We are pleased to present below all posts archived in 'February, 2014'. If you still can't find what you are looking for, try using the search box.
QUEZON CITY, PHILIPPINES – Biology major Seary Balliard is finding there's a lot more to a university education than knowing how the parts of the human body function. She is also learning about the human psyche and the compassion it can share.
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The sainthood process is long and technically complicated, and ultimately requires the approval of the pope, but the whole procedure is driven by Catholics in the pews and, especially, those on their knees. The Congregation for Saints' Causes and the official promoters of causes – known as postulators – do the paperwork, but if there is no evidence of widespread devotion to a candidate, no visits to the person's grave, no reports of favours and even miracles received through the potential saint's intercession, the cause just sits there. Even for centuries.
VATICAN CITY – Despite personal failings and sins, Christians must live and die with hope, leaving behind a legacy of having trusted fully in God, Pope Francis said. "Sinners, yes. Traitors, no! Corrupted, no!" the pope said, encouraging people, no matter how many mistakes they've made, not to stray from Christ and his Church.
The lack of universal awareness that there is no moral obligation to continue medical treatment of those who are brain dead is surely something that must be overcome. (See story on Page 24.) There is no duty to keep a dead person on life support systems in the hope that a miracle may resuscitate that person. Indeed, undue prolongation of care may itself be immoral if it wastes medical resources that could be used to treat other patients.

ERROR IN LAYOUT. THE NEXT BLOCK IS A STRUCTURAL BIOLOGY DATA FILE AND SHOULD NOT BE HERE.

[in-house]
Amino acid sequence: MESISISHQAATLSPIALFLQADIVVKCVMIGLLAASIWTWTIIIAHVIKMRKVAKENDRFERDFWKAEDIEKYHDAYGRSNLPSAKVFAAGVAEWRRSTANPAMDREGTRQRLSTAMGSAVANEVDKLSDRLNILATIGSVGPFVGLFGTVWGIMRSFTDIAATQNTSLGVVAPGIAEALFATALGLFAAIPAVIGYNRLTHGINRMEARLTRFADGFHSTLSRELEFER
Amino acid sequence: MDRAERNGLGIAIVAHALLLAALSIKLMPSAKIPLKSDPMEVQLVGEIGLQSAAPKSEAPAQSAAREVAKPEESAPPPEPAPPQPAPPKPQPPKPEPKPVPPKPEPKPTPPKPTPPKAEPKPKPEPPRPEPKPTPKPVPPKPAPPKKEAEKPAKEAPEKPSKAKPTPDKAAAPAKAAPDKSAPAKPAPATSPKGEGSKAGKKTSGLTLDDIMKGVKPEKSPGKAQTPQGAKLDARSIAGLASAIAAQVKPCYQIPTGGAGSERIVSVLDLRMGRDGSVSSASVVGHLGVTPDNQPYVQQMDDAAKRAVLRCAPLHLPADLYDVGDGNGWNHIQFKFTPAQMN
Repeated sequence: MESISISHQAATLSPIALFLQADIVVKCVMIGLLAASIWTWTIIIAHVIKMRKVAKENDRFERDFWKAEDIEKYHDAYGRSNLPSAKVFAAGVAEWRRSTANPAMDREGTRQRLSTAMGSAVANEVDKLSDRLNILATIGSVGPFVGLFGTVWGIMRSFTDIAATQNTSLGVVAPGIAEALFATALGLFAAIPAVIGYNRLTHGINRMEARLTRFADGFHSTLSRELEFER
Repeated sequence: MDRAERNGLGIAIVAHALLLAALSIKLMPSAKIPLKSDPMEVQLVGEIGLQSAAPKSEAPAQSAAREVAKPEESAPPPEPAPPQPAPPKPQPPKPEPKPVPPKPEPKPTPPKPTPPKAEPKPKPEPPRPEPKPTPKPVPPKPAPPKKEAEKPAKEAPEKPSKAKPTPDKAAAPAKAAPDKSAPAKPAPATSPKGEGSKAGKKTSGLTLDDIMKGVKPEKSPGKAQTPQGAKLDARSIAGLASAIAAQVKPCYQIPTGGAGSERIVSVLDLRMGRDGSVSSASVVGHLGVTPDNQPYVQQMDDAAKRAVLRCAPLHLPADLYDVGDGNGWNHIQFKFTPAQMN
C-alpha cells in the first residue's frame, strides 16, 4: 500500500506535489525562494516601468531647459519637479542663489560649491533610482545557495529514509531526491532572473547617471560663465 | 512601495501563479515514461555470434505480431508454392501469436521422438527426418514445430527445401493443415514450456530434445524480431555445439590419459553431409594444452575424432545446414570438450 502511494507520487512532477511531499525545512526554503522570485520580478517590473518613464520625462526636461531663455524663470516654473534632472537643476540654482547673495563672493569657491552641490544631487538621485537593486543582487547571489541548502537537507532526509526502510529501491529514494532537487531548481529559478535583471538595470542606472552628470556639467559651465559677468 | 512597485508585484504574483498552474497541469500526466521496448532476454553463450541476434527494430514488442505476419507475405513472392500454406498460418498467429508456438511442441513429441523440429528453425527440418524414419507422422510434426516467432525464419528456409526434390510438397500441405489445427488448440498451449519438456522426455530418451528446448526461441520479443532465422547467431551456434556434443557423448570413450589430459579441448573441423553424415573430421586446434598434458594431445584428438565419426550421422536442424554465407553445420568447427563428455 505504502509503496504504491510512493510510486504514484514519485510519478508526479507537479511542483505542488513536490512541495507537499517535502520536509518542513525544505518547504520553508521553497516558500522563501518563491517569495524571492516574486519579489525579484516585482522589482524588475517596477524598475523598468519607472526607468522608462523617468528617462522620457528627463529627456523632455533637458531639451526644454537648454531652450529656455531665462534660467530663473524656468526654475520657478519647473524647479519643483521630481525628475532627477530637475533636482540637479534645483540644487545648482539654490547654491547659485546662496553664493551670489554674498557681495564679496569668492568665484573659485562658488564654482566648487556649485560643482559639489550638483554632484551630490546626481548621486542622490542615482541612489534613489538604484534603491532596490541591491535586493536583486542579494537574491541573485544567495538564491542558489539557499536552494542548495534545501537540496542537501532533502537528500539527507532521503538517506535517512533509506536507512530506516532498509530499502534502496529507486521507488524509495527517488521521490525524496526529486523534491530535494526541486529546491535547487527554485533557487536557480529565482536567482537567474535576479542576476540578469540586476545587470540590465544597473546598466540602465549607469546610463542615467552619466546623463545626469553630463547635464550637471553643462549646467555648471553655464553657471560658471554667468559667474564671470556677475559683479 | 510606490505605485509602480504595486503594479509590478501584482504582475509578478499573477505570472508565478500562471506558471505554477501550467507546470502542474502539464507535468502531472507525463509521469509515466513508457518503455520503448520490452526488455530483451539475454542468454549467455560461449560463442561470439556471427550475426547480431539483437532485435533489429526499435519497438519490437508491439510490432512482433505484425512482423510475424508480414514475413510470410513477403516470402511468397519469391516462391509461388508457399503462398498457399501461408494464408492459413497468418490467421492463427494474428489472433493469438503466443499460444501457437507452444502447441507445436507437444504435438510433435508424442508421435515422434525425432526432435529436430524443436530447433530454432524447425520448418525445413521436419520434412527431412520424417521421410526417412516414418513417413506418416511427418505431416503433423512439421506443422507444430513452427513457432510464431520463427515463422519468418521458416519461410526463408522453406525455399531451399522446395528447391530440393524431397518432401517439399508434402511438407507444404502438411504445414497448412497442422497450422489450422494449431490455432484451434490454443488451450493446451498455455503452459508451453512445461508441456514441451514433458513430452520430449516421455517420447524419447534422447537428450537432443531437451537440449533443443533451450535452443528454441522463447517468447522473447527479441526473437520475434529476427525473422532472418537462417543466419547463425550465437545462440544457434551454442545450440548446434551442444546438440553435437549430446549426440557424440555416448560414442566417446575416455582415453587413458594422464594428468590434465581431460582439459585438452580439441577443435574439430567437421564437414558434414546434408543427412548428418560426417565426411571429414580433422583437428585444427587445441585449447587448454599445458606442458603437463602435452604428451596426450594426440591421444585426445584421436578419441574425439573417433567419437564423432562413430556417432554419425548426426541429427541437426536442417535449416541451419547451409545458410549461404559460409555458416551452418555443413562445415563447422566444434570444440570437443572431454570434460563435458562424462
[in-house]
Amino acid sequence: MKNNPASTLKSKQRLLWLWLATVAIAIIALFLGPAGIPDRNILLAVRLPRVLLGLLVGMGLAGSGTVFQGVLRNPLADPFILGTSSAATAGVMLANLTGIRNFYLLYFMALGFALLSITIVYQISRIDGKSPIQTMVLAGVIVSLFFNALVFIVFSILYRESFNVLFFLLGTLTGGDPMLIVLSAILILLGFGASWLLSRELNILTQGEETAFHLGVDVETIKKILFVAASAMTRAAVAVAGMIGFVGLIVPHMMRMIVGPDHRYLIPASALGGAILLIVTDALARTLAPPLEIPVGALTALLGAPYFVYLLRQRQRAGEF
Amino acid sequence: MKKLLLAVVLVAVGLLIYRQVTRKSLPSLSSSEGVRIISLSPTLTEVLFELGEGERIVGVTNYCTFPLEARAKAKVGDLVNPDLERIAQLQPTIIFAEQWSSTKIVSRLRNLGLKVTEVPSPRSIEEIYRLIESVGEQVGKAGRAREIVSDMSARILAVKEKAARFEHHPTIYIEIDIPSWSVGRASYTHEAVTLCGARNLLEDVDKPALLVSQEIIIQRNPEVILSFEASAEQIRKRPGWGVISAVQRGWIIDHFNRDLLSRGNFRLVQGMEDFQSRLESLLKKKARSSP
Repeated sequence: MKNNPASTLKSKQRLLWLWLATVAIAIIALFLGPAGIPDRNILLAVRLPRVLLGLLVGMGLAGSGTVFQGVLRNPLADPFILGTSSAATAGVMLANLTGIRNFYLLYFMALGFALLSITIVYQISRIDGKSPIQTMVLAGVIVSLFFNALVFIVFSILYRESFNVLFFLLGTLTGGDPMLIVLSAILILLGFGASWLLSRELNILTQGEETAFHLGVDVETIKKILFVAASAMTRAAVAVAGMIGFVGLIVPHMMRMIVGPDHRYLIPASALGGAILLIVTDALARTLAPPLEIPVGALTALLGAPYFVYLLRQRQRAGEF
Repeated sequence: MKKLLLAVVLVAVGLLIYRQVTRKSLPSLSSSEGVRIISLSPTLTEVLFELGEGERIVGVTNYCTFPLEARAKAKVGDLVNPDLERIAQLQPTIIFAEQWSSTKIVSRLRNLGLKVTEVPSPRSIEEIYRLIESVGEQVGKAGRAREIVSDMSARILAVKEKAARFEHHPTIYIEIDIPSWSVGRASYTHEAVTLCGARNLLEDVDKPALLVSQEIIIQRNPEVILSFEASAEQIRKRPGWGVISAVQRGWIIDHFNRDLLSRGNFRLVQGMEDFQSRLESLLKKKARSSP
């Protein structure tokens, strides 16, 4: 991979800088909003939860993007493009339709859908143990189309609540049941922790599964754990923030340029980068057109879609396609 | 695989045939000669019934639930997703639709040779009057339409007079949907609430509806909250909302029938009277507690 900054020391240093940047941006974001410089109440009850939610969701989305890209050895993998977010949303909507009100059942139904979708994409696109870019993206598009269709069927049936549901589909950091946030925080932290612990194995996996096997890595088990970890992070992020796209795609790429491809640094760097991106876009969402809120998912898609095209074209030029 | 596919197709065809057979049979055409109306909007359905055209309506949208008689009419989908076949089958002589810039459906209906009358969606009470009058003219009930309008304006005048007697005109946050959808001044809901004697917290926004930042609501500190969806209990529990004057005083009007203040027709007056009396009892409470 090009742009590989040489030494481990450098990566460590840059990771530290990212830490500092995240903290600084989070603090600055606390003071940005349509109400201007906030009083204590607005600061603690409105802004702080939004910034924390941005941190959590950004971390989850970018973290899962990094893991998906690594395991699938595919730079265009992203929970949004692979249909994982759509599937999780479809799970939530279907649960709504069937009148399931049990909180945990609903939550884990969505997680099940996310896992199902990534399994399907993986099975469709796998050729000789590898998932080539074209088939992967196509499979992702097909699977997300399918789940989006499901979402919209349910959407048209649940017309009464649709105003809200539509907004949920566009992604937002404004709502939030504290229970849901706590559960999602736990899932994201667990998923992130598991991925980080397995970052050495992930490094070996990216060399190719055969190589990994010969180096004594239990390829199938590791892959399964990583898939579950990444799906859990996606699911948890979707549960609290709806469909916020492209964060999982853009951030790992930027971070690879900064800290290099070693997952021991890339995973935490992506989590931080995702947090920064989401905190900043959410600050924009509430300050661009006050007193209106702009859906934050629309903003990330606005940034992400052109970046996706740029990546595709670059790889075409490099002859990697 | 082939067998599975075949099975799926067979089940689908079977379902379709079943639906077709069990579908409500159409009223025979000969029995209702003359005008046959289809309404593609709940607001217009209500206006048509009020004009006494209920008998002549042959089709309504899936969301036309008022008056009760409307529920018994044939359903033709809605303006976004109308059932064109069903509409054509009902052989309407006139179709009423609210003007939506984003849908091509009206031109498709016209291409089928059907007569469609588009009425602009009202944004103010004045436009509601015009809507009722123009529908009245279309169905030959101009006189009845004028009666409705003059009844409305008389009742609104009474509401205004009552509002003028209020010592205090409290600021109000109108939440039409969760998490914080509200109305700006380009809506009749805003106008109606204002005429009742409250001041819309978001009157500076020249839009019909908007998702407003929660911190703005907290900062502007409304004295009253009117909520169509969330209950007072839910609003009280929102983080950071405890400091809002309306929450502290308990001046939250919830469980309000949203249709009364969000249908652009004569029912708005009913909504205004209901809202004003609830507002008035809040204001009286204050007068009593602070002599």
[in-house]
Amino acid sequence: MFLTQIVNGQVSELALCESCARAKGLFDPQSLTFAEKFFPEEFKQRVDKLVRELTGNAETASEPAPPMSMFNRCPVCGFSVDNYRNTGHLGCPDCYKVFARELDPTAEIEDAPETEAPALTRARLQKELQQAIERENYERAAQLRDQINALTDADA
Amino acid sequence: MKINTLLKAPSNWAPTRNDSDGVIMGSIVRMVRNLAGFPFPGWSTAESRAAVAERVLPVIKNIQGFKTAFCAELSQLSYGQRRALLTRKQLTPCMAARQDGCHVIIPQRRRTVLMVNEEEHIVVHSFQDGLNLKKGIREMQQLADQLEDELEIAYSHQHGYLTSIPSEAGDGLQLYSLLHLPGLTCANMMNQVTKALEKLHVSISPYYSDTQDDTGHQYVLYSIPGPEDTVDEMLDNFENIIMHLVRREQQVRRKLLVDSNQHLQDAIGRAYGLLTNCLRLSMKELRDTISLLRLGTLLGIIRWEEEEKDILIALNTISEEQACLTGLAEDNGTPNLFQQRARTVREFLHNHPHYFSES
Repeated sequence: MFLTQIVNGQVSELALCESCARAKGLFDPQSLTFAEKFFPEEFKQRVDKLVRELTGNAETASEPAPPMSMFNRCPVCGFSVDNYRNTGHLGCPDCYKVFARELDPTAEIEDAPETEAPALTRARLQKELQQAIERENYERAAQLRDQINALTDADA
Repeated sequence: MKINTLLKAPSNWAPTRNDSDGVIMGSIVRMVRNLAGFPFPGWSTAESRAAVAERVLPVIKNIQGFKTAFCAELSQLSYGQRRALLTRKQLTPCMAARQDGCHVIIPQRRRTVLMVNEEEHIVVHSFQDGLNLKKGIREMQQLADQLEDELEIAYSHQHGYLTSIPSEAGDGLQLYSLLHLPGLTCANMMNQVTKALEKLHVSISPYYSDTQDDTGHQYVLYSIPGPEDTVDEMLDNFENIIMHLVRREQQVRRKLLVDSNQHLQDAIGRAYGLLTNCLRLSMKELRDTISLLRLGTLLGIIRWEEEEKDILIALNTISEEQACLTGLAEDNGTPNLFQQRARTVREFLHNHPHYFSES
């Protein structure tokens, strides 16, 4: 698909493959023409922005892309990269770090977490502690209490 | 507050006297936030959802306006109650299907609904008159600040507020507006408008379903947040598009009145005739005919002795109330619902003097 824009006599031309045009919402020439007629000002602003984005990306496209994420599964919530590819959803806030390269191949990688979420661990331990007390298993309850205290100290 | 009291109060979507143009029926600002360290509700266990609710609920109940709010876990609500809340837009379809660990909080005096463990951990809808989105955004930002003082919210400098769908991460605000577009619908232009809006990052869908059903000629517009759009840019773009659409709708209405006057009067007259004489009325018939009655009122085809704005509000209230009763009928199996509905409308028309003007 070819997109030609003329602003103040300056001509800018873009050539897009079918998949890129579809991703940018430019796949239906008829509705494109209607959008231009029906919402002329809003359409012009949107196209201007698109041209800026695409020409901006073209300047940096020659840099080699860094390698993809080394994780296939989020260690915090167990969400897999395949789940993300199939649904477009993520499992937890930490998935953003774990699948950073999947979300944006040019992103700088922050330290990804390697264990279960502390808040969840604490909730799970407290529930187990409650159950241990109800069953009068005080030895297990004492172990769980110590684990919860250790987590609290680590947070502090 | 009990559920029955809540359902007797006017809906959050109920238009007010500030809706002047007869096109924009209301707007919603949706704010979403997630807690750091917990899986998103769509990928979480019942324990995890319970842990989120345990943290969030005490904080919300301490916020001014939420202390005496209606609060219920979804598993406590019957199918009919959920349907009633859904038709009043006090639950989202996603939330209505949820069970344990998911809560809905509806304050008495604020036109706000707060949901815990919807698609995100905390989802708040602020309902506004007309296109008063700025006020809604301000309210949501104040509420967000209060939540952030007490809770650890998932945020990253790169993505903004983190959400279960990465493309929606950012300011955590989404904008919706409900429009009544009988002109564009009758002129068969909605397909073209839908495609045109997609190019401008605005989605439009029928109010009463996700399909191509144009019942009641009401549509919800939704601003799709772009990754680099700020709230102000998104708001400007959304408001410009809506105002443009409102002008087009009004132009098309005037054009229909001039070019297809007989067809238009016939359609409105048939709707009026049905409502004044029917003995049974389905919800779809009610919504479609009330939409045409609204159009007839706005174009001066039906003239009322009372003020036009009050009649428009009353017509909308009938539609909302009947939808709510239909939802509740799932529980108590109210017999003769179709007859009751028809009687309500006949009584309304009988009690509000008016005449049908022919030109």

External appearances can easily fool us, and often do. That's true in every area of human life, and religion is no exception. Some years ago, I lived in a seminary for nearly two years with a young seminarian who, by all outward appearances, appeared to be the ideal candidate for priesthood and ministry. Intelligent, conscientious, prayerful, strongly committed to his studies and with a deep concern for the poor, he seemed above the more mundane and secular concerns of his peers.
St. Paul poses a great question in this Sunday's reading from 1 Corinthians: "Brothers and sisters: Do you not realize that you are the temple of God, and that God's Spirit dwells in you?"
Redemptorist Father Jack Spicer, who died Jan. 31 at age 94, was one of the great visionaries of the Edmonton Archdiocese. There likely were few who believed more in the transformational power of the Holy Scriptures. Nor were there many as dedicated as Spicer to small Christian communities as the most effective vehicle for helping today’s Catholic laity to live their faith.
As a bishop, I subscribe to and read several different publications in a futile attempt to keep up. I never seem to get ahead of the game. Half-jokingly, I tell people that I have a large filing cabinet at home on which are two piles of periodicals and unread books. One pile is comprised of those that I want to read; the other, a much larger pile, that other people think that I ought to read. I usually opt for a selection from the smaller pile.
In 1 Corinthians 13.13, that doughty person St. Paul makes the proposition that has consoled people through centuries, "But now abideth faith, hope, love, these three; and the greatest of these is love."
The Catholic Church has taken much deserved criticism over the past 20 years for its record on clergy sexual abuse. For years, the Church did not do enough to prevent abuse, and for years more it treated the victims of abuse shoddily and failed to deal adequately with those who perpetrated abuse and covered it up.